Christopher Joyce Christopher Joyce is a correspondent on the science desk at NPR. His stories can be heard on all of NPR's news programs, including NPR's Morning Edition, All Things Considered, and Weekend Edition.
Doby Photography /NPR
Christopher Joyce 2010
Doby Photography /NPR

Christopher Joyce

Correspondent, Science Desk

Christopher Joyce is a correspondent on the science desk at NPR. His stories can be heard on all of NPR's news programs, including NPR's Morning Edition, All Things Considered, and Weekend Edition.

Joyce seeks out stories in some of the world's most inaccessible places. He has reported from remote villages in the Amazon and Central American rainforests, Tibetan outposts in the mountains of western China, and the bottom of an abandoned copper mine in Michigan's Upper Peninsula. Over the course of his career, Joyce has written stories about volcanoes, hurricanes, human evolution, tagging giant blue-fin tuna, climate change, wars in Kosovo and Iraq and the artificial insemination of an African elephant.

For several years, Joyce was an editor and correspondent for NPR's Radio Expeditions, a documentary program on natural history and disappearing cultures produced in collaboration with the National Geographic Society that was heard frequently on Morning Edition.

Joyce came to NPR in 1993 as a part-time editor while finishing a book about tropical rainforests and, as he says, "I just fell in love with radio." For two years, Joyce worked on NPR's national desk and was responsible for NPR's Western coverage. But his interest in science and technology soon launched him into parallel work on NPR's science desk.

In addition, Joyce has written two non-fiction books on scientific topics for the popular market: Witnesses from the Grave: The Stories Bones Tell (with co-author Eric Stover); and Earthly Goods: Medicine-Hunting in the Rainforest.

Before coming to NPR, Joyce worked for ten years as the U.S. correspondent and editor for the British weekly magazine New Scientist.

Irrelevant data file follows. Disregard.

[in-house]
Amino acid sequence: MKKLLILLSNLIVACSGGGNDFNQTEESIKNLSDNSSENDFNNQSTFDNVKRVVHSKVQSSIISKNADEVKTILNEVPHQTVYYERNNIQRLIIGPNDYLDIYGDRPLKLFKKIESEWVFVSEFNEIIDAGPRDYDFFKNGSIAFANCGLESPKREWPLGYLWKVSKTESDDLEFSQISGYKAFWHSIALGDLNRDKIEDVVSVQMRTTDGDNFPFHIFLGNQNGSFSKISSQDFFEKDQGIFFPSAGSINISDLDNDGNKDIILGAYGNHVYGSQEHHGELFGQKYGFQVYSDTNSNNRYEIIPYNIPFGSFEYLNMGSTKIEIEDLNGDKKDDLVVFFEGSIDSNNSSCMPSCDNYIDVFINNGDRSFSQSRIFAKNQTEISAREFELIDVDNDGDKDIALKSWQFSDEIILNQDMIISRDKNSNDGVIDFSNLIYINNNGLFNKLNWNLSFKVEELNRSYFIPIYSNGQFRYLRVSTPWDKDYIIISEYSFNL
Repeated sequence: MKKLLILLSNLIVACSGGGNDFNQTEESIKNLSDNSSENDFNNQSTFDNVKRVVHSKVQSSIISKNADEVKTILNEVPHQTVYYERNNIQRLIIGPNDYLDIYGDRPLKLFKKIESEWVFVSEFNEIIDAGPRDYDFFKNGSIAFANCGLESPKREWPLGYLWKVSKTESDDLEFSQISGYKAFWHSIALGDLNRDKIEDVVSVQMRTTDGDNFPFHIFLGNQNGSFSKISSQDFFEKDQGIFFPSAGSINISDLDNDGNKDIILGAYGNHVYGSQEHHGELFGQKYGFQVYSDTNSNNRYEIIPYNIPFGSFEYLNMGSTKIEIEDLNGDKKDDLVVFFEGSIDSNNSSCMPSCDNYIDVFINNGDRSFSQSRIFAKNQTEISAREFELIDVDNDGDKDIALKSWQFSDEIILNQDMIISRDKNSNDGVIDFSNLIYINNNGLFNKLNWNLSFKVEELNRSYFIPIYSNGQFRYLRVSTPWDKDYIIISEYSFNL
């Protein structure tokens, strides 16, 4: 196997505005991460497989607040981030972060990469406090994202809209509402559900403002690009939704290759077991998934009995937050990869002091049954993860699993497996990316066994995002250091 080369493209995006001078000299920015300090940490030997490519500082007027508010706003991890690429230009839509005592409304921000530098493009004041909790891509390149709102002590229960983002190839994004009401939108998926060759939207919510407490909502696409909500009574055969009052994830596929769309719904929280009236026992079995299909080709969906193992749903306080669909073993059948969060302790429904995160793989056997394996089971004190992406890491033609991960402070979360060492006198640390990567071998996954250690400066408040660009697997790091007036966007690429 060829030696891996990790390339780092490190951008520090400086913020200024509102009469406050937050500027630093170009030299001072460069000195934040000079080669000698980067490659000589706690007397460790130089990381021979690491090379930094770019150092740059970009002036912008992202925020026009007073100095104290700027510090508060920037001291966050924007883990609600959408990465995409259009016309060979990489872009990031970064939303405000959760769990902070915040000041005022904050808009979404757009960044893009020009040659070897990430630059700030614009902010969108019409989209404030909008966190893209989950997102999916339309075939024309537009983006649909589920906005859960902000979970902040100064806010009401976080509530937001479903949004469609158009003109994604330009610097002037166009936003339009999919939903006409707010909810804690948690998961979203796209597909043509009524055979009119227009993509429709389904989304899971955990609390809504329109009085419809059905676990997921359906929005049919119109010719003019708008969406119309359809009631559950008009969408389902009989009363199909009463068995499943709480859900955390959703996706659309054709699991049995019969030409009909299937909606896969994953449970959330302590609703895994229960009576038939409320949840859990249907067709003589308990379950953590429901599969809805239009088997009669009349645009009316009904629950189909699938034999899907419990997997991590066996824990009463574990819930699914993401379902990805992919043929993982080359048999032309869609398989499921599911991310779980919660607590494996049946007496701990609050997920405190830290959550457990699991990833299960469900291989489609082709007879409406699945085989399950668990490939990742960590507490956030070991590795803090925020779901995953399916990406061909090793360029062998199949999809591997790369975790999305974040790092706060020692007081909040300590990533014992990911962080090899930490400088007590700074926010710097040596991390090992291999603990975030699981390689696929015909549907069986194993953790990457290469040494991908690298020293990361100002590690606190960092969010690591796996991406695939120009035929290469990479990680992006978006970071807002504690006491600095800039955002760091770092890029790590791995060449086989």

Joyce's stories on forensic investigations into the massacres in Kosovo and Bosnia were part of NPR's war coverage that won a 1999 Overseas Press Club award. He was part of the Radio Expeditions reporting and editing team that won the 2001 Alfred I. duPont-Columbia University journalism award and the 2001 Sigma Delta Chi award from the Society of Professional Journalists. Joyce won the 2001 American Association for the Advancement of Science excellence in journalism award.

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Arctic's Temperature Continues To Run Hot, Latest 'Report Card' Shows

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Satellite imagery of the Atlantic Ocean on Sept. 8, as three hurricanes (Katia, Irma, and Jose) are on the move. NASA/J. Stevens/J. Allen hide caption

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This Year's Hurricane Season Was Intense. Is It A Taste Of The Future?

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The suns sets as an iceberg floats in the Nuup Kangerlua Fjord near Nuuk in southwestern Greenland, where glaciers have been melting. David Goldman/AP hide caption

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The Sea Level Threat To Cities Depends On Where The Ice Melts — Not Just How Fast

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A family evacuated their apartment complex in west Houston, where high water coming from the Addicks Reservoir flooded the area after Hurricane Harvey on Aug. 30th. Erich Schlegel/Getty Images hide caption

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Scientists Glimpse Houston's Flooded Future In Updated Rainfall Data

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Climate conference attendees in Bonn, Germany, see a representation of Earth's climate trends. Ulrich Baumgarten/Getty Images hide caption

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As Climate Negotiators Debate Nations' Pledges, Scientists Worry It's Not Enough

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Hurricane Harvey dropped record rainfall on Houston neighborhoods like this one, near Addicks Reservoir. David J. Phillip/AP hide caption

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Scientists In Houston Tell A Story Of Concrete, Rain And Destruction

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Hurricane Harvey delivered record rainfall to East Texas. Many scientists believe that climate change helped to make the storm wetter. Spencer Platt/Getty Images hide caption

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Massive Government Report Says Climate Is Warming And Humans Are The Cause

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What Would Aliens Make Of NASA's Voyager?

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Debt-Laden FEMA Is Slow To Act On Program That Buys Flooded Houses

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Rescue workers search for earthquake survivors in Mexico City on Wednesday. Miguel Tovar/AP hide caption

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Mexico City Doomed By Its Geology To More Earthquakes

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Researchers Explore New Methods To Quantify Power Of Storms After Harvey

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Trump Policies Could Undermine Post-Harvey Rebuilding

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